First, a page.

In what was apparently a rare moment of humanity for Hackett, he got up, walked around the room, and started paying people to go over to Vale's table to compliment him and buy his book.
So the man definitely had friends.
Very late in his career, Jerry Vale became the subject of mockery.
He had come to represent Show Business Schlock so much that David Letterman took to introducing him from his audience the way Ed Sullivan used to from his.
He had become the Joe Piscopo of singers.
Letterman did this with Jerry Vale five nights in a row.
And the mystery is, I don't know if he was in on the joke, or just happy to be there.
Some things will remain shrouded.
But he sure sang good.
My books ,"Show Runner" and it's sequel, "Show Runner Two", can be found at the Amazon Kindle Store.
Along with the newer ones, "The Man Is Dead", and "Report Cards".
You can search by typing in my name, Cindy Williams, Laverne and Shirley, The Odd Couple, or Happy Days.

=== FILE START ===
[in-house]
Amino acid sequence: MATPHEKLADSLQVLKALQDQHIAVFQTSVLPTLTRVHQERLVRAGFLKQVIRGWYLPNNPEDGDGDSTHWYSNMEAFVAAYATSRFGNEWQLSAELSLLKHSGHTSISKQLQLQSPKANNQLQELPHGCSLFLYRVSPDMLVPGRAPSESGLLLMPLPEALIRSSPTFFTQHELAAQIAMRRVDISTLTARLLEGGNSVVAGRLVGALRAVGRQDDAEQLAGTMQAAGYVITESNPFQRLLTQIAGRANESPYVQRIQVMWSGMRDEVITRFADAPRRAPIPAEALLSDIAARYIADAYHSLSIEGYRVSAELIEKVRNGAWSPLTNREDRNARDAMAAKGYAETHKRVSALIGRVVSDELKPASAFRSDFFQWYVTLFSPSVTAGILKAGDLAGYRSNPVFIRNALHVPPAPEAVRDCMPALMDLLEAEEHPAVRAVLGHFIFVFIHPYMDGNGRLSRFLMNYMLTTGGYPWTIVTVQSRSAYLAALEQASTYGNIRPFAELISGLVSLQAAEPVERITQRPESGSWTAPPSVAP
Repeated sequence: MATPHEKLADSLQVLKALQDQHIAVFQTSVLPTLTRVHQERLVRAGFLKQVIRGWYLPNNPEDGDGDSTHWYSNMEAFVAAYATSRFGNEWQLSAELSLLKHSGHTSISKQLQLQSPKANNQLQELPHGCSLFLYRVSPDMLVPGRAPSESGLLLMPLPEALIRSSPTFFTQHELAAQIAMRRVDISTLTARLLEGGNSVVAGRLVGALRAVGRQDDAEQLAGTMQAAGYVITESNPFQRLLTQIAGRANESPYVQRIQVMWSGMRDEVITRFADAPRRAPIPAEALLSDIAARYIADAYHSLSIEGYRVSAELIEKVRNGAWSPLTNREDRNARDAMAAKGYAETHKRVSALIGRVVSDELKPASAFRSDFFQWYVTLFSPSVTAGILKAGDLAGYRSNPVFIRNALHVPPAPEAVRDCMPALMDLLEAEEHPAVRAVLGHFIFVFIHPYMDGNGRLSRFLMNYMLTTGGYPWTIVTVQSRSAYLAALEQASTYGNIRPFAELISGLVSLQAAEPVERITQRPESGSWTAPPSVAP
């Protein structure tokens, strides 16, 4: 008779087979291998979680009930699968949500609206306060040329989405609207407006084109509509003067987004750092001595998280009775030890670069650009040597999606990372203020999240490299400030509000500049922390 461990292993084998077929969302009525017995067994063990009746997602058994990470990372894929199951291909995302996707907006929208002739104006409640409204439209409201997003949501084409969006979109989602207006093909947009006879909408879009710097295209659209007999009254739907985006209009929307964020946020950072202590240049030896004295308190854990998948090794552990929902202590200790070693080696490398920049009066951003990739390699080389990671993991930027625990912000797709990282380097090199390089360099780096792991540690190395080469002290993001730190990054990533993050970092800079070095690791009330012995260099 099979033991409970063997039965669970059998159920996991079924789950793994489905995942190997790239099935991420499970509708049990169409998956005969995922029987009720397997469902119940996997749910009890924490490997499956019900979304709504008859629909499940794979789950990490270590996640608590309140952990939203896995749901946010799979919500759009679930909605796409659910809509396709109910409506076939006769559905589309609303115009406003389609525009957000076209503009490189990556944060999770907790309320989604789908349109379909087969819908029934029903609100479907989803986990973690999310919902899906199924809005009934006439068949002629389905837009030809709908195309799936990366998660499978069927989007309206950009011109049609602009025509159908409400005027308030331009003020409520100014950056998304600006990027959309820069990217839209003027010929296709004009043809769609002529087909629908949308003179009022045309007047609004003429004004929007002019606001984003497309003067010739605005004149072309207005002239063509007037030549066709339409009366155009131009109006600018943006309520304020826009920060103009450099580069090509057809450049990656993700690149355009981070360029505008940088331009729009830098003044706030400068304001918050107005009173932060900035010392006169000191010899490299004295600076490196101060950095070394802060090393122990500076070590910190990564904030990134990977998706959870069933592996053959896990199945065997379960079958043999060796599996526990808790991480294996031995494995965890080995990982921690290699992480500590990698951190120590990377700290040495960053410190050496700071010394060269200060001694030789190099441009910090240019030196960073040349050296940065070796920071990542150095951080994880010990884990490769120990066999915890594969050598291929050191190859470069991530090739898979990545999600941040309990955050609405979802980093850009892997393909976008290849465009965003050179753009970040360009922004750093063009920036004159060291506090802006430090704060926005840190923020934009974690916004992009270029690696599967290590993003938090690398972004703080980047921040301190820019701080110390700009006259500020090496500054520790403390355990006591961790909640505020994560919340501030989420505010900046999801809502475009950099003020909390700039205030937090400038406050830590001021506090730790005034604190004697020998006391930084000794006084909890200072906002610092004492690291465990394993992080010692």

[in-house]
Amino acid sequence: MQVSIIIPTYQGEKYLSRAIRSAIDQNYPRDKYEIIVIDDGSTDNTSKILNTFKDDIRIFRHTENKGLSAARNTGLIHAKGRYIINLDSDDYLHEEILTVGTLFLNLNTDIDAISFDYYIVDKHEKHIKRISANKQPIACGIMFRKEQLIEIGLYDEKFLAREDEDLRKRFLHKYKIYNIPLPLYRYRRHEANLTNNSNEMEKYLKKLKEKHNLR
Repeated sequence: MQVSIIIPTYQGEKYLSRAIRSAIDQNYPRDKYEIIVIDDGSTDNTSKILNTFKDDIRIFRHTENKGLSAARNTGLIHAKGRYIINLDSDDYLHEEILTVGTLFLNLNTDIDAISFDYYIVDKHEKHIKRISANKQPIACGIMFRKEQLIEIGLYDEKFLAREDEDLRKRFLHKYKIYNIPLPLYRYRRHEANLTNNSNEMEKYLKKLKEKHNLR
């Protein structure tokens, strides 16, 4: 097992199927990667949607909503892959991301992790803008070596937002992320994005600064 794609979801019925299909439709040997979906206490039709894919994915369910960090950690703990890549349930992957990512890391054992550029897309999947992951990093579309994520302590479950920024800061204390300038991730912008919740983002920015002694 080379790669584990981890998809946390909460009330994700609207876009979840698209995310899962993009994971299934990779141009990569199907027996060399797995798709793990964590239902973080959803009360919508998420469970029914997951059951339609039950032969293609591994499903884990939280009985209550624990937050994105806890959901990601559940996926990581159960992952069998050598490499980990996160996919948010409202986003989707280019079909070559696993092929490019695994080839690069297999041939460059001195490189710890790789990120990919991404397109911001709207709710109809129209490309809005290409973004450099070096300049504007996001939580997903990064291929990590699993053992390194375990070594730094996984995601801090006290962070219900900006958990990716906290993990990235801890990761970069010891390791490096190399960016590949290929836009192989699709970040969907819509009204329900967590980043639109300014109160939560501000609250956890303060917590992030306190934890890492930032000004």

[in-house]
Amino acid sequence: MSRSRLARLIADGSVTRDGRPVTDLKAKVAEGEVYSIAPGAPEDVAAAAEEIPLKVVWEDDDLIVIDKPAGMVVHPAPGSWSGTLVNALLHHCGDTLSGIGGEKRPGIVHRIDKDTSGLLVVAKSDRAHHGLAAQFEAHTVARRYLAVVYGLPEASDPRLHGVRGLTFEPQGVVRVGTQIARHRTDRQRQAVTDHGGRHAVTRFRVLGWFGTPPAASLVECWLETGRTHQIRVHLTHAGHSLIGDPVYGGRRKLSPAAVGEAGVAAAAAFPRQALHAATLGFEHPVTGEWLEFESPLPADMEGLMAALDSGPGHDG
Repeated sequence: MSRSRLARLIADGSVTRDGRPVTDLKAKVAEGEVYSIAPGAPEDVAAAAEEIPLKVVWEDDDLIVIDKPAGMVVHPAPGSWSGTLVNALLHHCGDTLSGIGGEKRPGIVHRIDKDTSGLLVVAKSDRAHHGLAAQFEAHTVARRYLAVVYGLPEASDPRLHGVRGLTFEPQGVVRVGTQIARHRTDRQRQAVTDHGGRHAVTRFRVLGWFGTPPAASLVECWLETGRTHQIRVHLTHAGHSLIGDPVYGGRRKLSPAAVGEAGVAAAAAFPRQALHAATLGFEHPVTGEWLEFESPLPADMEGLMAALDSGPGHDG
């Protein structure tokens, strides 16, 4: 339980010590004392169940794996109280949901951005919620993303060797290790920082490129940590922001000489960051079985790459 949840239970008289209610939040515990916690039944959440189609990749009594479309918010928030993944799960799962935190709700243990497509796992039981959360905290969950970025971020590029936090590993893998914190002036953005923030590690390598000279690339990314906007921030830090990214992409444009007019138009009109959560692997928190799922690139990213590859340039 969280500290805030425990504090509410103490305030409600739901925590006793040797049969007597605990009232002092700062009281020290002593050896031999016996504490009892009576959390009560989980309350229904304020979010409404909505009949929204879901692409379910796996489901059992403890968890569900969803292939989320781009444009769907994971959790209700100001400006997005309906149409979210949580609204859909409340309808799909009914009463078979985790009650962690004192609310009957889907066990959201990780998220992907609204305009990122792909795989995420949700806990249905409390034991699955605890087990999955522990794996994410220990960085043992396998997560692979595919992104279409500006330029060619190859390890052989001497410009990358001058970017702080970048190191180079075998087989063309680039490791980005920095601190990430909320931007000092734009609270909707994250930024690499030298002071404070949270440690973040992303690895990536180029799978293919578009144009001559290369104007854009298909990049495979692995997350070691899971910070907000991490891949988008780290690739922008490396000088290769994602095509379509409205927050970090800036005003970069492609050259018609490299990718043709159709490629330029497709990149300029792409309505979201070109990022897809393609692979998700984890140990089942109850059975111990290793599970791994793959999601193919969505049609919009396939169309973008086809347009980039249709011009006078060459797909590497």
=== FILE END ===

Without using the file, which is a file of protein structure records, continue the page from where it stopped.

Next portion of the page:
Check them out.
You don't need a Kindle machine to download them.
Just get the free app from Kindle, and they can be downloaded to an IPhone, IPad, or Blackberry.
The paperbacks, "Mark Rothman's Essays" and my new novel, "I'm Not Garbo" are not
e-books. But they are available for people without Kindle.
I have many readings and signings lined up for those, and the thing about Kindle is you can't sign one. If you'd like one of the paperbacks, personally autographed, contact me at email@example.com.
And now, we've got my reading of my "Laverne and Shirley Movie" screenplay on YouTube, and my 4-hour interview at the Television Academy's Emmy TV Legends Website.
Here's the link://www.emmytvlegends.org/interviews/people/mark-rothman"
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- mark rothman
- Hi. I am, according to my Wikipedia entry,(which I did not create) a noted television writer, playwright, screenwriter, and occasional actor. You can Google me or go to the IMDB to get my credits, and you can come here to get my opinions on things, which I'll try to express eloquently. Hopefully I'll succeed. You can also e-mail me at firstname.lastname@example.org. Perhaps my biggest claim to fame is being responsible, for about six months in 1975, while Head Writer for the "Happy Days" TV series, for Americans saying to each other "Sit on it."